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    And are the GPS systems in the cars worldwide? Is it not cheaper to buy a half planet?
     
  7. Dan5

    Dan5 Member

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    You don't need to buy half the planet, just use the GPS satellite networks- the data stream back to the "central computer" just has to be latitude and longitude, very little band width- nothing fancy like street names.

    If you see the signal go GPS signal go dead at Latitude XYZ.123, Longitude ABC.987 you can build up a case that someone is reverse engineering the car.

    On a side note, I think the BYD is going to kill the Focus EV, Coda, and Leaf- same price ballpark, but more range and I like it more than the Focus, Coda, or Leaf designs
     
  8. daniel

    daniel Active Member

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    I don't think it would be enforceable, in a country where such practices are tolerated. A company wanting to reverse engineer something (car, computer, whatever) could have an agent buy one here and then ship it there.

    We already have patent laws, so if BYD (e.g.) were to put Tesla technology in a car and sell it to Hertz (e.g.) Tesla could sue for patent infringement. There's no need to demonstrate how the technology was obtained.

    I think BYD bringing electric cars to the U.S. is a good thing, though I personally would not buy one until they had established a solid reliability and safety record. I knew a woman who imported plush animal toys from China. She said that the Chinese are entirely capable of making high-quality goods, but you just have to be extremely clear that that's what you want, because they assume that Americans want the cheapest products possible, since their main export customer is Walmart. The point is that there's no reason BYD could not make excellent cars. Only time will tell whether they choose to do so.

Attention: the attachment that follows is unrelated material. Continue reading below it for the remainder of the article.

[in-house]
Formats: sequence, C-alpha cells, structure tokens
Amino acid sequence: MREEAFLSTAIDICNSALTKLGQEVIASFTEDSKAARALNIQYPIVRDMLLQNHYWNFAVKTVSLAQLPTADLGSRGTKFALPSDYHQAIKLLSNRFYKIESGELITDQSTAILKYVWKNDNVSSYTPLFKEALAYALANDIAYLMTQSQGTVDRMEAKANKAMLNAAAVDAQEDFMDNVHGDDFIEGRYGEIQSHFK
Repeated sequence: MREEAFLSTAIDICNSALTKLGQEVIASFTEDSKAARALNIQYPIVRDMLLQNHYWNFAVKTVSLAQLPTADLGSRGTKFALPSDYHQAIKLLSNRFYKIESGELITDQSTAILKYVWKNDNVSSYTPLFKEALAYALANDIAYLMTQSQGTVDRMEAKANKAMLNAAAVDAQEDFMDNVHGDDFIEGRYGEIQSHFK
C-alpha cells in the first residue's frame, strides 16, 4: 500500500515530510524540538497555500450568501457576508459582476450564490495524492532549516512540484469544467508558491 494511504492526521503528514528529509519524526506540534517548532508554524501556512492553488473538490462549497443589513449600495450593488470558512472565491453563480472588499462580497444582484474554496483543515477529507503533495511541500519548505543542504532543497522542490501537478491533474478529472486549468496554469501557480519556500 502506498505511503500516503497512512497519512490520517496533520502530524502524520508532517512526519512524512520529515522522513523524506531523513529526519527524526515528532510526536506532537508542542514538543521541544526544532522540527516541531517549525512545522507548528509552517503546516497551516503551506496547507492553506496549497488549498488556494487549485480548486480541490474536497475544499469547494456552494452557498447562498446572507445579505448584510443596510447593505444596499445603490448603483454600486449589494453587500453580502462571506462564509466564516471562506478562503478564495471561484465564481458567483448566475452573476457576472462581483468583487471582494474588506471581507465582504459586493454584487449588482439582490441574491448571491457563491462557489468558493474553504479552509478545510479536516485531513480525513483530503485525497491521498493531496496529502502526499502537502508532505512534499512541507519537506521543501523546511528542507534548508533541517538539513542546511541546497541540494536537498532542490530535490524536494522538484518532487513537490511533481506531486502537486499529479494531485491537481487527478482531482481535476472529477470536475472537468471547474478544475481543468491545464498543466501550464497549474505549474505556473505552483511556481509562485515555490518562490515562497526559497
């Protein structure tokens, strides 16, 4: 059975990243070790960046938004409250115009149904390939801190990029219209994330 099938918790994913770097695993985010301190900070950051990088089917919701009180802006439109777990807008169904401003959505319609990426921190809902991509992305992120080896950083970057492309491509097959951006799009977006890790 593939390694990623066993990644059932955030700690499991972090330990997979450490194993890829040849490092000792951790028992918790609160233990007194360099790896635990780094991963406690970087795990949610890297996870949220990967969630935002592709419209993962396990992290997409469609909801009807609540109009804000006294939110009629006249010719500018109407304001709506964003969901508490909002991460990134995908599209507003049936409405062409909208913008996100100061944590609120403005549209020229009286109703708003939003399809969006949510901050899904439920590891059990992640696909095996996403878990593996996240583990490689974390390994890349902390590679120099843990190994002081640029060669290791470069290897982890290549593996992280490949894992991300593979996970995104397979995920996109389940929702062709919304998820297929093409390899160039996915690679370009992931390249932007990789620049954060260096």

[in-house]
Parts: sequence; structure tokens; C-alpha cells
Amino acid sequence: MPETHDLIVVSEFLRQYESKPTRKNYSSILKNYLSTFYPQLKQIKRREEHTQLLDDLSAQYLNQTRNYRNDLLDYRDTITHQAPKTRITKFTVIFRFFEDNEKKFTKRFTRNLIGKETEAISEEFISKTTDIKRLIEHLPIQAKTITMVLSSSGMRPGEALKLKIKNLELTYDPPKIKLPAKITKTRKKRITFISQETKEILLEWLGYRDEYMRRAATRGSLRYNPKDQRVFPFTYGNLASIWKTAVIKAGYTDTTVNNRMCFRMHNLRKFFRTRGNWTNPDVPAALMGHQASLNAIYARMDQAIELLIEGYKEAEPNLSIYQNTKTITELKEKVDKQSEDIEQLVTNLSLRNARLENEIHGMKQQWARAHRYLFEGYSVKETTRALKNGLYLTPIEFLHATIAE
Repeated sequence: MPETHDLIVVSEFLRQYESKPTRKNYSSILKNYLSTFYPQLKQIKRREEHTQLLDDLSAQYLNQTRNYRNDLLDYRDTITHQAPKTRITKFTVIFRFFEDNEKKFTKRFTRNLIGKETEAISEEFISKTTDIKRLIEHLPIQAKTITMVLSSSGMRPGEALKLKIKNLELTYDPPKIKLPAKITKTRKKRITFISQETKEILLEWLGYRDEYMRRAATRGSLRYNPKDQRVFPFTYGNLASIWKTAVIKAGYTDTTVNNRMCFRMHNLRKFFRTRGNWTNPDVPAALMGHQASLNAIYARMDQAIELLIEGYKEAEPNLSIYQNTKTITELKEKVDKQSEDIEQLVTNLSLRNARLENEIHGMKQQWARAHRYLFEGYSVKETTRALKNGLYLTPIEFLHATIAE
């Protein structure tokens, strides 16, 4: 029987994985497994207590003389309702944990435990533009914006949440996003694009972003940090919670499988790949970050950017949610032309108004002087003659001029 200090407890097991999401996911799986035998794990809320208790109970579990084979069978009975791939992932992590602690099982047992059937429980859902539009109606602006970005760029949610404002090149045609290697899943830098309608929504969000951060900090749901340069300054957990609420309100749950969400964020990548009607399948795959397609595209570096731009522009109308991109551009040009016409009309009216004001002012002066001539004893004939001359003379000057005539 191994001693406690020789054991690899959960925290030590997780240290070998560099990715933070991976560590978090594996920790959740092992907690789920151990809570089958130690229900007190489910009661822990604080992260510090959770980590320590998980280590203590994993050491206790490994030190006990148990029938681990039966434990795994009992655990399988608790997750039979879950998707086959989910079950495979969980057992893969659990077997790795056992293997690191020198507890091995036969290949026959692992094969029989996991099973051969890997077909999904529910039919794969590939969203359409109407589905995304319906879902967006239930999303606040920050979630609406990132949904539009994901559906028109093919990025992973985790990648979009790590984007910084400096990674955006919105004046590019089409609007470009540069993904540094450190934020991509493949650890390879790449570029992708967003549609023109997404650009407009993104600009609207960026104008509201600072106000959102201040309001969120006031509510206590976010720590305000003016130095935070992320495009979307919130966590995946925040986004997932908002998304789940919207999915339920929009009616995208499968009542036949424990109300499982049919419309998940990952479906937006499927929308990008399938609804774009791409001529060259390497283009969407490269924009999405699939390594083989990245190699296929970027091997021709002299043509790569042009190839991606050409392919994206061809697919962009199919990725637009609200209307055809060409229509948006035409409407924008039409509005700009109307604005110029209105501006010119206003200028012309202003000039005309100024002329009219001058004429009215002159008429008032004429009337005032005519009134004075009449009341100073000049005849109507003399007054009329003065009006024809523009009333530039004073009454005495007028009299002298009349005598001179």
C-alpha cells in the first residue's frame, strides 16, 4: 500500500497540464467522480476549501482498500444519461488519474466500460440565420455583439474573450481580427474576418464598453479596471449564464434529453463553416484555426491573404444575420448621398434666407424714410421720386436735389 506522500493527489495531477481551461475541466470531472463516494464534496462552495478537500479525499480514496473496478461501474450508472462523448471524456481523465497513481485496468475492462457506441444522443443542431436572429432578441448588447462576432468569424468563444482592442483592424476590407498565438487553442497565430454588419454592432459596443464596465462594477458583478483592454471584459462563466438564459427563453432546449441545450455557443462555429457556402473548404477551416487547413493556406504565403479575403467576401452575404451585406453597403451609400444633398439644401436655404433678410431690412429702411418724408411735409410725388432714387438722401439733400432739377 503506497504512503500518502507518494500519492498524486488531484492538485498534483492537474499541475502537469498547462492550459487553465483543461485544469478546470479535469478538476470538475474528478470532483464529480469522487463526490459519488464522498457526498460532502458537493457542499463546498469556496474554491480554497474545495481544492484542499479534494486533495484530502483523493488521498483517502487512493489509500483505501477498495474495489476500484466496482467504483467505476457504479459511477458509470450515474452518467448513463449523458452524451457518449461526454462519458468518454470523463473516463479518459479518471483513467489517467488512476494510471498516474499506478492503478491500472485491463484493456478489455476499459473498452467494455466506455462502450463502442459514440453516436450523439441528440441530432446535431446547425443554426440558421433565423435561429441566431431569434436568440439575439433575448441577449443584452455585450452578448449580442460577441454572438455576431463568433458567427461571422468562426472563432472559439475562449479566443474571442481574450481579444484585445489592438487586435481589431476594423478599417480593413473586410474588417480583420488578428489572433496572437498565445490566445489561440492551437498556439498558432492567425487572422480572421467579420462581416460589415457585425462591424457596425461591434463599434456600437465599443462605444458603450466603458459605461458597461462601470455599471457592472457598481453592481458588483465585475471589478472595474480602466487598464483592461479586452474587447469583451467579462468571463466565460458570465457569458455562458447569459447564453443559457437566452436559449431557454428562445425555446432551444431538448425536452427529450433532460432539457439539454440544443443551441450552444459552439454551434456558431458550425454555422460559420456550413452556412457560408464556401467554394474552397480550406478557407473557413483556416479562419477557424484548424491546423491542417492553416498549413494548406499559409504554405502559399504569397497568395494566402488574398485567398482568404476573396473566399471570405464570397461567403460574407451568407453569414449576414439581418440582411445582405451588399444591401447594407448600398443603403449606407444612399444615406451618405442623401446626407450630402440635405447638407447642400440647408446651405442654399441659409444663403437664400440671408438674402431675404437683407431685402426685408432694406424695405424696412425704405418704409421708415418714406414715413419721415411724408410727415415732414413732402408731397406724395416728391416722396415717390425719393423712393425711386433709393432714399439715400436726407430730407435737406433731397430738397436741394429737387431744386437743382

And I think there's nothing wrong with the appearance/styling of the car in domenick's post above.
     
  9. vfx

    vfx Well-Known Member

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    I understand the system but am not sure the billing is done for the use of satellites. Is there not a per satellite charge? So you pay for the use of the ones over North America to track cars anywhere in the Continental US and this saves money because you are not paying for the rest of the worlds satellites. I don't know how the fees work but if that's the case, a car company might opt out of global coverage if not needed on a daily basis.
     
  10. ggr

    ggr Roadster R80 537, SigS P85 29

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    I'm having trouble following this thread, there seem to be multiple misconceptions. The GPS satellites (and their cousins Glonass (Russia) and Galileo (EU)) are in mid-level orbit, and do not appear stationary. So you can't point at one and say "that's the North American one". In an hour or so it'll be over Africa. Also these satellites only broadcast signals that allow a receiver to figure out where it is; there is no back channel and the system has no idea where you or anyone else is. If your position is somehow reported to someone, usually that is through cellular modems in the car (the roadster reports through the GSM Packet Radio System, which just happens to have the similar but different acronym GPRS). The map data is built into your receiver, or provided to it on CDROM, or over a 3G data link, but again nothing to do with the GPS system itself. So you can opt out of having map data for Mongolia, but any GPS receiver will still tell you your latitude and longitude when you're there.
     
  11. vfx

    vfx Well-Known Member

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    Cool, thanks!

    (Cue TEG finding a Roadster in Mongolia picture)